More Colorful Tiled Stairs – Lincoln Park – Tony Holiday

I was delighted to learn, recently, that San Francisco now has yet another set of colorful tiled steps… its fourth. These are the Lincoln Parks stairs. It’s a marvelous way to beautify our city – and there are so many staircases to work with!

We have pictures thanks to Tony Holiday (who also reported on the previous staircase, the Arelious Walker stairs). These are republished with minor edits from his blog, Stairways are Heaven. Go there for more pictures and his full hiking route.

Clicking on any of the pictures below will show you a larger version.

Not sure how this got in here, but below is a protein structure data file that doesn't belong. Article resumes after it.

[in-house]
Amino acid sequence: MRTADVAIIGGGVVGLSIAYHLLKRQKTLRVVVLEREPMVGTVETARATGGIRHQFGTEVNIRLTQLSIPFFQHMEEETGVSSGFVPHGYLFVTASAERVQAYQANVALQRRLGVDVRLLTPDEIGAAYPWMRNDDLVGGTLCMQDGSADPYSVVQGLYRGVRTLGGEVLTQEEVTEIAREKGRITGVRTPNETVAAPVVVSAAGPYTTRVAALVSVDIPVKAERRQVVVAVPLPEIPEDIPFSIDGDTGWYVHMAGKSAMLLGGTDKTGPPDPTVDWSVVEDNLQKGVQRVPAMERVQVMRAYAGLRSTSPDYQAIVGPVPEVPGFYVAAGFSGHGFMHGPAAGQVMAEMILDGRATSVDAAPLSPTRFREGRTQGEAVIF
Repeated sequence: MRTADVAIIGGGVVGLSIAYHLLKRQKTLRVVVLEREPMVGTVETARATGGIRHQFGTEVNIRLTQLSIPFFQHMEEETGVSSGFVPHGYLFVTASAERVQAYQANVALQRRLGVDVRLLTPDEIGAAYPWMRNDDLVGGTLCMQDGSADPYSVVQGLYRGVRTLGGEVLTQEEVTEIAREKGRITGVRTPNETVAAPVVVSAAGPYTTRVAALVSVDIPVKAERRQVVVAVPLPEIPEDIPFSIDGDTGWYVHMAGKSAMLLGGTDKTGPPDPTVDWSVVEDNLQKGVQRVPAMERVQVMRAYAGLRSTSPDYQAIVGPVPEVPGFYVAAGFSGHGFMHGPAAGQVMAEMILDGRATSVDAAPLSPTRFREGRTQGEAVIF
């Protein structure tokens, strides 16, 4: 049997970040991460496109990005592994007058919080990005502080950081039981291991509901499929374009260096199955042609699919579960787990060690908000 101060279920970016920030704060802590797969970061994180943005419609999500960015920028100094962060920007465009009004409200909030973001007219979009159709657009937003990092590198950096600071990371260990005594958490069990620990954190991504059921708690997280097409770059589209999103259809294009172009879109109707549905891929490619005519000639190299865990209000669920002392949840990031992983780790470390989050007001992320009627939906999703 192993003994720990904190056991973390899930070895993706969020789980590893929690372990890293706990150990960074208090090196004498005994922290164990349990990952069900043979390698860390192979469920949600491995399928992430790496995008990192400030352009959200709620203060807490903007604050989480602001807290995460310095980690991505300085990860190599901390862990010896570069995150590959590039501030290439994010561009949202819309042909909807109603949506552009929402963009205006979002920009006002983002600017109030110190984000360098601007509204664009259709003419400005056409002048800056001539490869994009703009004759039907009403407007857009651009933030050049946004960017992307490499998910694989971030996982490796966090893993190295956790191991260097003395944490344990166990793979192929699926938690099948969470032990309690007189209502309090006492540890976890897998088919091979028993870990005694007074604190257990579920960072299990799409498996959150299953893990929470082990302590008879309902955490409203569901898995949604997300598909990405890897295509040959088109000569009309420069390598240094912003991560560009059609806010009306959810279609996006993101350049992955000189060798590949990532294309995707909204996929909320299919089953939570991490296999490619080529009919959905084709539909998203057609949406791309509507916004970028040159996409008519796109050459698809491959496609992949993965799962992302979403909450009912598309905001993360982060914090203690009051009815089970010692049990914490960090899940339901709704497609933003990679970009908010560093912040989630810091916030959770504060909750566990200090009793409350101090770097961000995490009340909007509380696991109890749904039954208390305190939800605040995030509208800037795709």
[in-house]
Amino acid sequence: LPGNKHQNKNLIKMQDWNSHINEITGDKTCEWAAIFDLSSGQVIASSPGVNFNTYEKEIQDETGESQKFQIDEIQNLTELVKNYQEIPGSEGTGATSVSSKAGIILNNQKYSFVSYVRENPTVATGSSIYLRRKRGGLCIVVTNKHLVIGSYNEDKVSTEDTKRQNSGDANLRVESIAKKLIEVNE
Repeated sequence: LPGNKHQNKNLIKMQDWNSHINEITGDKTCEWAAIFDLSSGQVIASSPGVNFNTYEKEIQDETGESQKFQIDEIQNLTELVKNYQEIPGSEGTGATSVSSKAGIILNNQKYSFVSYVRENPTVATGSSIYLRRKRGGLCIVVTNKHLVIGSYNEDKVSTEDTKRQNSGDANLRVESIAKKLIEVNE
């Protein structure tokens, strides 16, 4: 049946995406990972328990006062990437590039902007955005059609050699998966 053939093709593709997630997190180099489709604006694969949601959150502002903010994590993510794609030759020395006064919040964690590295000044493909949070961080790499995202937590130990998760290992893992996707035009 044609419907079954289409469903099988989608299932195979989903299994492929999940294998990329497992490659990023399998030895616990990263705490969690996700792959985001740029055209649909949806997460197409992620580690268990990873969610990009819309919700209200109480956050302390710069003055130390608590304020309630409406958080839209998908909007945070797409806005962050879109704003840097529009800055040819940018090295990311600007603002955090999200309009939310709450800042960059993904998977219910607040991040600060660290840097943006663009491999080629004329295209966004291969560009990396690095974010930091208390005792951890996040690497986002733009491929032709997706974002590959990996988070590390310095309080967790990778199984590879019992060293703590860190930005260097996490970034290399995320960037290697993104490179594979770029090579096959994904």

Tony writes, “The Lincoln Park tiled stairway (52 steps) is now walkable. Do go see this in person. The steps are at the west dead-end of California St. at 33rd Ave. in the Outer Richmond neighborhood. They climb to the golf course and a trail that’ll take you north a couple blocks to the east trailhead for the Lands End/Coastal Trail.”

I haven’t been there yet, but it’s definitely in my plans!

Artistic New Mosaic Stairway for San Francisco – Tony Holiday

I’ve written here about the Hidden Garden tiled staircase that was completed some months ago. Before that, there was the first of its kind in San Francisco, the magnificent 16th Avenue Tiled steps, which was completed in 2005. Recently I learned, (on Facebook!) that San Francisco has a third mosaic stairway. Unlike the other two, which are quite close to our neighborhood, this is over at Innes Street, in the Bayview at Innes and Northridge.